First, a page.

If you’ve ever worked in the education field, you’re sure to have felt the effects of budget cuts. Perhaps no other industry in the world struggles to balance a budget quite like K12 school districts. The problem is simple, educating children is expensive, and school districts rely on federal, state, and local taxes for most of their funding. Sometimes school districts end the year with a surplus, but oftentimes, there are huge deficits that have to be dealt with and quickly.
Remember, not every dollar goes to direct costs like technology, curriculum, and teacher salaries. A huge portion of it also goes to indirect costs like building maintenance, utilities, transportation, and security.
And indirect costs are certainly not cheap. Roughly 28% of all school buildings in the United States were built before 1950 and another 45% were built between 1950 and 1969. This means that a vast majority of our public school buildings in the United States are old, outdated, and in need of major repairs.
In fact, in 2017, The American Society of Civil Engineers only gave the public school system a D+ due to the major infrastructural issues they found in so many of its school buildings. And infrastructure problems contribute to a huge increase in how much money it costs per year just for maintenance, heating and cooling, ventilation upgrades, electricity, and roof leaks to name a few.
So it stands to reason that the fewer times school buildings are open throughout the year, the less money is wasted on indirect costs and can be put to better use in the budget. And that’s why virtual summer school is the one hack brick and mortar schools should use to save a ton of money annually.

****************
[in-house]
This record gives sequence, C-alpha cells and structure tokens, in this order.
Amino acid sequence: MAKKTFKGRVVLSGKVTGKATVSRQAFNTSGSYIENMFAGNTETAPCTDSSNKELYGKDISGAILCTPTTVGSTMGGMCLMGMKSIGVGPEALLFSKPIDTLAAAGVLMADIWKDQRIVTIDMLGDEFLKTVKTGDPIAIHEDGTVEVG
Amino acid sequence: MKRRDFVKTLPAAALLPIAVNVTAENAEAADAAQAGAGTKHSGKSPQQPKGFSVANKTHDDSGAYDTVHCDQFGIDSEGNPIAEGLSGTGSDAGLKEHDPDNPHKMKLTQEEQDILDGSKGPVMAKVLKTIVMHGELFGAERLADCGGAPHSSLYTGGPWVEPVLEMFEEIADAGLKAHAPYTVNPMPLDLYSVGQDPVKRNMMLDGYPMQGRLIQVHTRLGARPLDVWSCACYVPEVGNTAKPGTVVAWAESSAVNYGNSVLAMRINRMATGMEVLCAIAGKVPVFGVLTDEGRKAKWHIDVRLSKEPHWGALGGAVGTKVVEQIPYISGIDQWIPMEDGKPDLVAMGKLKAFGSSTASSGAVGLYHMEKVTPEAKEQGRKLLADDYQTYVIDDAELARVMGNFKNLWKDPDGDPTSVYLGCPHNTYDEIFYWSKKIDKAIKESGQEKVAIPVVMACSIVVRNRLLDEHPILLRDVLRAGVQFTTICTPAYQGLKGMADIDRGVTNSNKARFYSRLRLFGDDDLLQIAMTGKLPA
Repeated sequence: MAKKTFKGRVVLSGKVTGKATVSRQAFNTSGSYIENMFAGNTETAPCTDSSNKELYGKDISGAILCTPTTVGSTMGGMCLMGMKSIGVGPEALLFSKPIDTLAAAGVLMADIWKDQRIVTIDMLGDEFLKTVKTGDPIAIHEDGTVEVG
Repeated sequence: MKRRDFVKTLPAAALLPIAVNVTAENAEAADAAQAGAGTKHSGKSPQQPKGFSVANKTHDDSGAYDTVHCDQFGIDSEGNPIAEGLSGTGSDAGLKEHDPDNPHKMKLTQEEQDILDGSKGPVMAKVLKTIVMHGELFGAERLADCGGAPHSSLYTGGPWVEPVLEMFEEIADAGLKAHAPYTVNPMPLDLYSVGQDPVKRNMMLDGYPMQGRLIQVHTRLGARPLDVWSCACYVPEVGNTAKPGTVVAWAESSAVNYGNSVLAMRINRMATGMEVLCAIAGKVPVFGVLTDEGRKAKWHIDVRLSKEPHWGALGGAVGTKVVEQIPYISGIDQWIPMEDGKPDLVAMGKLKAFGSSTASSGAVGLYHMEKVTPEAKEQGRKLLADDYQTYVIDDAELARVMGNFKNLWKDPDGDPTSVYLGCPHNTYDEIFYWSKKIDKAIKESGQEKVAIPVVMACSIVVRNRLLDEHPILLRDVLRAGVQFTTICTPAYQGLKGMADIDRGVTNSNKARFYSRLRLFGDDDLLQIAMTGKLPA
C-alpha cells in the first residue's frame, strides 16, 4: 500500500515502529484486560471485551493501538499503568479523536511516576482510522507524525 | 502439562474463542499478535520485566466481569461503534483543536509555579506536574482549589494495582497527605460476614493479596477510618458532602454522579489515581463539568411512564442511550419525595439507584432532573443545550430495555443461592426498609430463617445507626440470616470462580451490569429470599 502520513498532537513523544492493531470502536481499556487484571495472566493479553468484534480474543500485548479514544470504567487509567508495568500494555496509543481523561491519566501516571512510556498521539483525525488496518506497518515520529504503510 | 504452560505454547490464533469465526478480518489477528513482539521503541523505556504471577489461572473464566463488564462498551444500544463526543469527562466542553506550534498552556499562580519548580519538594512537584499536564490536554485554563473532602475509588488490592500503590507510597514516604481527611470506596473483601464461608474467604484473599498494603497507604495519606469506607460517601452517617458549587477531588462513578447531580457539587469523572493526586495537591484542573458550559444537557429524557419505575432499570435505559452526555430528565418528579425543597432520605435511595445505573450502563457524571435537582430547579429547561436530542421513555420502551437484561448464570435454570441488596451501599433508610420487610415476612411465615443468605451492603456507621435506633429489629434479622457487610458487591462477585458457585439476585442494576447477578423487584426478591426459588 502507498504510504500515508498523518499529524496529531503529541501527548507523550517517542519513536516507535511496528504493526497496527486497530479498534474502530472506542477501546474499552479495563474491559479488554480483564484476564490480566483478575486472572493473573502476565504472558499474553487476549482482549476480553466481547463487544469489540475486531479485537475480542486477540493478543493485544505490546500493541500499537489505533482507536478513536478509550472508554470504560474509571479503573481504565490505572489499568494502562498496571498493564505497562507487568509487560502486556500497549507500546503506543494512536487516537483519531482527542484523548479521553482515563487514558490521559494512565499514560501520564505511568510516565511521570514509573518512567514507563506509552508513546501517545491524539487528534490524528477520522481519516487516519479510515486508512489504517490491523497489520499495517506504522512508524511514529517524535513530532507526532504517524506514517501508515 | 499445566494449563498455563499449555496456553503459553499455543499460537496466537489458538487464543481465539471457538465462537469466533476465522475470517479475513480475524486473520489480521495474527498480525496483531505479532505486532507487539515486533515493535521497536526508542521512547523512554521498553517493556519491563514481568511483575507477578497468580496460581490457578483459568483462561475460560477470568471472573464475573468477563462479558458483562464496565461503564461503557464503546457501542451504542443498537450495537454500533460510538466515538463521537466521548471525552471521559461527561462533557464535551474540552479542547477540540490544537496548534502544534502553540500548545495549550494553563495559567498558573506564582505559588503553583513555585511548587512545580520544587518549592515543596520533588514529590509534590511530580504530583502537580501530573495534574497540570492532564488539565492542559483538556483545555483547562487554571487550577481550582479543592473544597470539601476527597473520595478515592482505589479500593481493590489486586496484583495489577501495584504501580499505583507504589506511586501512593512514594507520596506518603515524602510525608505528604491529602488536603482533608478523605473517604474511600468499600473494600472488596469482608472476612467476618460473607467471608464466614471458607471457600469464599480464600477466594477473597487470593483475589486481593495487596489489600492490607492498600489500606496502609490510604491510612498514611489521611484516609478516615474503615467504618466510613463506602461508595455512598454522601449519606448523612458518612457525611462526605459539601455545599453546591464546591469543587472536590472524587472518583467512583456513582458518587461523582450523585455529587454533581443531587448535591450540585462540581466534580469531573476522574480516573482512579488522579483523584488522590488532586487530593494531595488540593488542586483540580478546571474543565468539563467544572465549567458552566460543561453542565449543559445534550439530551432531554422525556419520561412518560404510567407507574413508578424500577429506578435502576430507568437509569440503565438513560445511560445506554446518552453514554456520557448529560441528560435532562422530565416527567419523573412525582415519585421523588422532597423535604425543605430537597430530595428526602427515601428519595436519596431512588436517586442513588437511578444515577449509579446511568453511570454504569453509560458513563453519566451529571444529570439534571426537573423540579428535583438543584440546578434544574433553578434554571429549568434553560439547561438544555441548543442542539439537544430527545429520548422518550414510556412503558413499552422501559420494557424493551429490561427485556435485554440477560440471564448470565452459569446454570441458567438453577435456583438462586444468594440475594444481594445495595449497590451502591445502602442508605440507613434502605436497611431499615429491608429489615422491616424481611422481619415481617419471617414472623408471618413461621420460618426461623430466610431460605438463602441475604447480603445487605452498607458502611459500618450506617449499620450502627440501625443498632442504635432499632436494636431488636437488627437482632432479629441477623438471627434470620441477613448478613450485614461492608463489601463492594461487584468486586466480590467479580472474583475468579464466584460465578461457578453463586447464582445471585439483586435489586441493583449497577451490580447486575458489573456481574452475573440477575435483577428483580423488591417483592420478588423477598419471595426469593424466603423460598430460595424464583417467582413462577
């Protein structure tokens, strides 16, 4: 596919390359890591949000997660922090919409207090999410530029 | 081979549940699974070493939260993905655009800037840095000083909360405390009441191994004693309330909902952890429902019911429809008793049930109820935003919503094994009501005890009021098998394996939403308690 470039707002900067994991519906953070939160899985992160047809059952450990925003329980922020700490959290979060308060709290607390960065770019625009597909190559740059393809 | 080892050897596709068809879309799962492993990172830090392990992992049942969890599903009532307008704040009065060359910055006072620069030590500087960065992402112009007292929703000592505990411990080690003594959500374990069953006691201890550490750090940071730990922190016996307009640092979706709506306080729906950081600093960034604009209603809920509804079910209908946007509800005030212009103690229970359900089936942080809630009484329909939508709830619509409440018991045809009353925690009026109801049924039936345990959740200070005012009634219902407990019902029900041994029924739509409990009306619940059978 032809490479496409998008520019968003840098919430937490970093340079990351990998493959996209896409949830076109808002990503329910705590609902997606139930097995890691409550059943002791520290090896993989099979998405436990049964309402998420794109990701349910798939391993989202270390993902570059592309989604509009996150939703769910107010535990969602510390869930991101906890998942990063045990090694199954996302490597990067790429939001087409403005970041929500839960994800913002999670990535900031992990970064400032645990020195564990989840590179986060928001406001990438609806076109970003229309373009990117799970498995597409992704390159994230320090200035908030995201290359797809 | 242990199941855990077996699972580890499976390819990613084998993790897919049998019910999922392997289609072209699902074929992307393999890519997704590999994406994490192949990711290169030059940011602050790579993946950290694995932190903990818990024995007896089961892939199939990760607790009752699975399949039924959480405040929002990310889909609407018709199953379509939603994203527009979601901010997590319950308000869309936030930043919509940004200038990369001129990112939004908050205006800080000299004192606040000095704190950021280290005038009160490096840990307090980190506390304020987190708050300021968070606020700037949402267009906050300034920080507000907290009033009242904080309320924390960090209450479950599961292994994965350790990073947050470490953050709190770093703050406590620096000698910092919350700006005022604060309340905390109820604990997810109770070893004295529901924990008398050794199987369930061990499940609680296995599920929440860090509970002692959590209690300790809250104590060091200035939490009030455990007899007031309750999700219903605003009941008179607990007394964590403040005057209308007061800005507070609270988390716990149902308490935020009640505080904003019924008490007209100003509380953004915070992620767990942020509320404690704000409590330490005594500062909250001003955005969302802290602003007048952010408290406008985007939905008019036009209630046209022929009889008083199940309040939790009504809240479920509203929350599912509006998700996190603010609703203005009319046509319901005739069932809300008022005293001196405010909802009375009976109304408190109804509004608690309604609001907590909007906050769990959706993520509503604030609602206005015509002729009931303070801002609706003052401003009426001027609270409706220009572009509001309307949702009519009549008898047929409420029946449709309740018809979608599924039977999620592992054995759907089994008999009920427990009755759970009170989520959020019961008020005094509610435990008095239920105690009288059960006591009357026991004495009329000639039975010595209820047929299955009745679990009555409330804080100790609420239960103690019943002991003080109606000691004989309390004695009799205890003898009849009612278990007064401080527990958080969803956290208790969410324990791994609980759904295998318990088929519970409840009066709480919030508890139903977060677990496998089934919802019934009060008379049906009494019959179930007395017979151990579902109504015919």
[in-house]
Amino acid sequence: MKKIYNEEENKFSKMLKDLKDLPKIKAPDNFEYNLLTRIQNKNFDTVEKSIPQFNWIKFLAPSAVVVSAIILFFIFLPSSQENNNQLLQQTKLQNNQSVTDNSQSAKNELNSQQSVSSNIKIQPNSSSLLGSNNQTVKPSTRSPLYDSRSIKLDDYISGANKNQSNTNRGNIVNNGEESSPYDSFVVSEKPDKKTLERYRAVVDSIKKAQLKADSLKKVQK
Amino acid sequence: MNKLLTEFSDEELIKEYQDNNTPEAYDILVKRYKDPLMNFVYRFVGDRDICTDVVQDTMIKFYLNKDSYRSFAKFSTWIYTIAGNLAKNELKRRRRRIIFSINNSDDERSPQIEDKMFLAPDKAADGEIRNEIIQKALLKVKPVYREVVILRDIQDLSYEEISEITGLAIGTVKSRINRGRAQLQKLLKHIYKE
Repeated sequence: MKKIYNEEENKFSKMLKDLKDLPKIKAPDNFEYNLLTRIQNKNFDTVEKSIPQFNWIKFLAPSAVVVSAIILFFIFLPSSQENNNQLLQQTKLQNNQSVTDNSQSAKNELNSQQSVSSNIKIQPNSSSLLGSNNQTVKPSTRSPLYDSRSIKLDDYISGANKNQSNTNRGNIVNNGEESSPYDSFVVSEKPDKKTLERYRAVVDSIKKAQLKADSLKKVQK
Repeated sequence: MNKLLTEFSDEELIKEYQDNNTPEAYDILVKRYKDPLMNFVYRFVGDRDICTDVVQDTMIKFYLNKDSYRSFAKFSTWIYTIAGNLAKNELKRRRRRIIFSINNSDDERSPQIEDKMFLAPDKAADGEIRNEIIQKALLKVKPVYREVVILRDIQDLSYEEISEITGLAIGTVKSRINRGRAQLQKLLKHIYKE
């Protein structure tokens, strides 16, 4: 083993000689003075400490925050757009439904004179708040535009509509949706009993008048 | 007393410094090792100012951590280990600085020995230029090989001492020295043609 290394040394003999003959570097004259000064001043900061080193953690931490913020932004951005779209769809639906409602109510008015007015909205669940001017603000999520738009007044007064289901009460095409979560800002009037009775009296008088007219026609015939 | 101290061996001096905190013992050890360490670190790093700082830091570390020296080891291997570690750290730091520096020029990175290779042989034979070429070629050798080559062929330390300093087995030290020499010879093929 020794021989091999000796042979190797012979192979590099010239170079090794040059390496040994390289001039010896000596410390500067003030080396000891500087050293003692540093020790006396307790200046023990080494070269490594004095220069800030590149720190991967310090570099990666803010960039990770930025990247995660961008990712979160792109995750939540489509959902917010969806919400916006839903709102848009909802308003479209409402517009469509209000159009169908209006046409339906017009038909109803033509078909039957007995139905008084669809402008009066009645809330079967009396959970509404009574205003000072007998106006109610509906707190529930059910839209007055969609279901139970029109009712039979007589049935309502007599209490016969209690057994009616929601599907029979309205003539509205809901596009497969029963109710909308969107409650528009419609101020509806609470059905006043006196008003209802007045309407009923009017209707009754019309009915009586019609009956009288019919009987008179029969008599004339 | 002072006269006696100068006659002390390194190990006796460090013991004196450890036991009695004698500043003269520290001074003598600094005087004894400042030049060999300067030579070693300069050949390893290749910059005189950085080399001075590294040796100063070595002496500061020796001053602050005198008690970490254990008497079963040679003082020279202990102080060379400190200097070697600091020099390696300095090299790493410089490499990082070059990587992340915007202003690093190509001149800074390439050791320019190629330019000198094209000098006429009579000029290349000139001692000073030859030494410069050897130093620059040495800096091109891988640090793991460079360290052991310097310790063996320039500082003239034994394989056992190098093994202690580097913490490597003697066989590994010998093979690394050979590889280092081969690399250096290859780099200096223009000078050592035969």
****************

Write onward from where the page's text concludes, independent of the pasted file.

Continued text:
Just by opening the doors to in-person summer school each year, administrators are committing themselves to spend more than $1 million out of their budgets while only a tiny portion of that is going to teacher salaries and classroom materials.
It makes much more sense from a financial standpoint, to hold virtual summer school, and allow teachers to use virtual classrooms to catch their students up before the next school year begins.
Not only would it save a ton of money on indirect costs, but both the students and the teachers wouldn’t be dealing with poor building conditions during the hottest days of the year and can instead focus on what matters most — education.
The cost of partnering with educational technology companies, like Jigsaw Interactive, is pennies compared to what it costs to run large school buildings all summer.
And the virtual learning experiences students receive during virtual summer school prepare them for technology integration later in life — both in blended learning classrooms and in future careers. Plus, the best teachers in the district are far more likely to accept summer school positions when they receive proper training on virtual teaching software and are able to educate their students from the comfort of their own homes. Just one more reason virtual summer school is such an advantageous hack for school districts.